The Last In Line: When Royal Families Sell Their Castles

Schloss Marienburg (top left), Schloss Erbach (bottom left) and Kloster Bronnbach
Imagine you could trace back your family's history hundreds and hundreds of years. They were counts, dukes, kings, ruled the people and amassed a fortune - or at least dutifully served thus who did. Now most of what is left is a big pile of stones, also known as castles. But you neither rule the people (and could thus raise taxes) nor have a fortune left. What to do with that castle? If you are a minor noble from a little known family, all you can do is to hustle and bustle and hope for the best, try to find someone who wants to buy it or ultimately let your castle fall into ruins. If your ancestors were well-known and actually ruled the region, chances are that the castle is of historical and cultural importance and thus the state may be willing to take if off your hands. Today, let's have a look at several examples of that in Germany.

Schloss Marienburg, of course, is still on everybody's lips. Late last year, the Hereditary Prince of Hanover announced that he would sell his family's last major German castle to the state of Lower Saxony for one symbolic euro with the collection being put into a foundation by the Guelph family to remain at the castle. The sale was supposed to come into effect on January 1 of this year. However, the sale has been put on hold after some major family quarrels while it is also still hotly debated within Lower Saxony as opposition politicians are questioning the motives of the family. About 15 years ago, the Guelph family sold art and furniture in a well publicised auction bringing in 44 million euros. At the time it was said that the money would go into the upkeep of Schloss Marienburg - now politicians are perhaps rightfully questioning where that money went. Ernst-August Jr. of Hanover says that he used it to pay off the family's debts; his father, Ernst-August Sr., has since challenged his son's right to sell the castle in the first place and demanded the property back. I don't think we have heard the last of it.

In difference to other castles Schloss Marienburg, however, was quite the bargain for the state. In 2005, the state of Hesse paid about 1.6 million euros for Schloss Erbach to the Hereditary Count of Erbach-Erbach with a further 12.2 million euros being paid by the state for the collections of art and other treasures exhibited at the castle. The Counts of Erbach-Erbach retained their private quarters in the castle as a an apartment with a pre-emption for the state if the family should ever run out of male-line heirs. A few years later, in 2008, the Margraves of Baden sold Schloss Salem and its art and furniture collections to the state of Baden-Württemberg for 60.8 million euros, including 25.8 million euros for the castle itself. Like the Erbachs, the Badens kept a small part of the castle for themselves. Needless to say, the sales of both Schloss Salem and Schloss Erbach were equally as hotly debated at the current sale of Schloss Marienburg (minus the family quarrels).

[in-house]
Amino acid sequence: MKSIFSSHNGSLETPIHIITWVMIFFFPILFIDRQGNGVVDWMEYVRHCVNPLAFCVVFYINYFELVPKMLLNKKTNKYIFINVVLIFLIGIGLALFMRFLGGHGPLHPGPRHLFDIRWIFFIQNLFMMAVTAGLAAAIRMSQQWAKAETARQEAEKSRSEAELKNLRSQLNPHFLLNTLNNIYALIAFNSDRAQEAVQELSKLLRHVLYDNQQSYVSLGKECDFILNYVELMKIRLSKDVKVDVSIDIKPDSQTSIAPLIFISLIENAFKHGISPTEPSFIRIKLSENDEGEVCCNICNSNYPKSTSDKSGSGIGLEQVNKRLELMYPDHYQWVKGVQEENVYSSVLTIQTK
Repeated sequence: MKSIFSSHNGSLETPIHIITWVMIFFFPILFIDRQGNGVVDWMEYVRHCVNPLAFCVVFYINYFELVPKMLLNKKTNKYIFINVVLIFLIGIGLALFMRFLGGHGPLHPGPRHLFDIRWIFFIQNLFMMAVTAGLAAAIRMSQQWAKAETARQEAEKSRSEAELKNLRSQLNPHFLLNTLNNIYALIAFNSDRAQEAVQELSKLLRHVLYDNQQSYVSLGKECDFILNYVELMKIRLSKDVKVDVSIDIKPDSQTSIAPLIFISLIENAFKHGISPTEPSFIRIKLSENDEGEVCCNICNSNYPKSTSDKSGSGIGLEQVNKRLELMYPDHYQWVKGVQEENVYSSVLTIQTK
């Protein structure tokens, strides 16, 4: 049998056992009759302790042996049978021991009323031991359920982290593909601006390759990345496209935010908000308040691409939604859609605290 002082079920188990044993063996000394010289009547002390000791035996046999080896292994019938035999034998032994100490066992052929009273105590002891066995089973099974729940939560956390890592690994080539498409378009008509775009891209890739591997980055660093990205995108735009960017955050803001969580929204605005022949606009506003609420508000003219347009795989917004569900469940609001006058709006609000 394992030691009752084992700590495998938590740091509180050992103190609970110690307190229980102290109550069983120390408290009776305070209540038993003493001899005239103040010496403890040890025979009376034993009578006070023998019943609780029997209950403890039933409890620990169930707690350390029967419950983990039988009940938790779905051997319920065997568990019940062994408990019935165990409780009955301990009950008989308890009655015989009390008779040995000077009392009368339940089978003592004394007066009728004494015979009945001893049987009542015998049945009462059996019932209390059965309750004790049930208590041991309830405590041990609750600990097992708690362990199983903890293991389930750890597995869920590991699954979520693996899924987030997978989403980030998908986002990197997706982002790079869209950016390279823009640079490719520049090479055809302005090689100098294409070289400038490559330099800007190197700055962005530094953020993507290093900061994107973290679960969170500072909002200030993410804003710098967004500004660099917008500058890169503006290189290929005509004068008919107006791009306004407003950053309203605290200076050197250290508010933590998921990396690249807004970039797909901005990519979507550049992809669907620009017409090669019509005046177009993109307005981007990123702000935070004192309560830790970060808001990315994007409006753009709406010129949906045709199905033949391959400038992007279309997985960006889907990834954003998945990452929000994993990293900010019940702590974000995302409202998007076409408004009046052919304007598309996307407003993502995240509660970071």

We have spoken about this before and we will likely talk about it again and again in the future: Castles are an expensive business. A few years ago, I read that there is only one castle in all of Germany that can finance itself by paying visitors only - and that is Schloss Neuschwanstein, the ultimate fairytale castle of the Swan King and easily the most famous one of them all. So for everyone else, you need to have an estate including forests and agricultural land to gainfully assemble the necessary funds that go into the upkeep of a historical building. There is no doubt that it is an uphill battle. 

Another yet very different kind of example is Schloss Eutin. Already in 1992, the Duke of Oldenburg let go of his castle in Eutin by striking a deal with the state of Schleswig-Holstein. They, however, found a different solution for the future: While the Duke put his Schloss in a foundation, the state agreed to finance the necessary renovation works and future upkeep. For the past almost three decades, the state and family have jointly run the foundation with three family members forming part of the foundation council that also includes politicians from state, municipal and district levels, a local business representative and a local culture representative. As it's been almost thirty years since the deal, it is hard to tell how it was perceived at the time. Interestingly though, Schloss Eutin made headlines recently as the state of Schleswig-Holstein had to pinch in for the foundation to be able to meet their liabilities.

Even further back is another example: In 1986, the Princely Family of Löwenstein-Wertheim-Rosenberg sold Kloster Bronnbach, which they had owned since its secularisation in 1803, to the local district. It has since been turned into a conference centre and event location. While, again, there is nothing to be found about the reactions of the time, it's not hard to imagine that these kind of sales were better perceived during a time when neither the state nor local municipalities weren't as deeply plunged into debt as they are today. In the end, no matter the public perception it always is sad moment when hundreds of years of family history come to an end. While family run castles oftentimes are more personal and the greater pleasure to visit, letting go will probably ultimately save these structures for generations to come - and who are we to deny our children and children's children the right to experience our shared history. 

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